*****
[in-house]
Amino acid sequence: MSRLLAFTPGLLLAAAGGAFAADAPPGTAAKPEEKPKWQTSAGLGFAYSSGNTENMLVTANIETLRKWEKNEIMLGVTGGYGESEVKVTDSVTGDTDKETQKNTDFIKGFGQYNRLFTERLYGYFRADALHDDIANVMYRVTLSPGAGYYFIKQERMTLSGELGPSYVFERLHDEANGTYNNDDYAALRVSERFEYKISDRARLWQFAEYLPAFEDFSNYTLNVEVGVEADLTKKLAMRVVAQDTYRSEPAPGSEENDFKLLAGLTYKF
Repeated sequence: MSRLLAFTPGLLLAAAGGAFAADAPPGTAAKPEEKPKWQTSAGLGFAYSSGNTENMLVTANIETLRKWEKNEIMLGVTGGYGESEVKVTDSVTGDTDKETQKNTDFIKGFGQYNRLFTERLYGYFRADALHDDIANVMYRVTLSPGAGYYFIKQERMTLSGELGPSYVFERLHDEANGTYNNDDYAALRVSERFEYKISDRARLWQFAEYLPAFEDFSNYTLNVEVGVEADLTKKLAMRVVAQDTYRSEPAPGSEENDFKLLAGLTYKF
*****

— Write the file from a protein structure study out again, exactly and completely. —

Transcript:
[in-house]
Amino acid sequence: MSRLLAFTPGLLLAAAGGAFAADAPPGTAAKPEEKPKWQTSAGLGFAYSSGNTENMLVTANIETLRKWEKNEIMLGVTGGYGESEVKVTDSVTGDTDKETQKNTDFIKGFGQYNRLFTERLYGYFRADALHDDIANVMYRVTLSPGAGYYFIKQERMTLSGELGPSYVFERLHDEANGTYNNDDYAALRVSERFEYKISDRARLWQFAEYLPAFEDFSNYTLNVEVGVEADLTKKLAMRVVAQDTYRSEPAPGSEENDFKLLAGLTYKF
Repeated sequence: MSRLLAFTPGLLLAAAGGAFAADAPPGTAAKPEEKPKWQTSAGLGFAYSSGNTENMLVTANIETLRKWEKNEIMLGVTGGYGESEVKVTDSVTGDTDKETQKNTDFIKGFGQYNRLFTERLYGYFRADALHDDIANVMYRVTLSPGAGYYFIKQERMTLSGELGPSYVFERLHDEANGTYNNDDYAALRVSERFEYKISDRARLWQFAEYLPAFEDFSNYTLNVEVGVEADLTKKLAMRVVAQDTYRSEPAPGSEENDFKLLAGLTYKF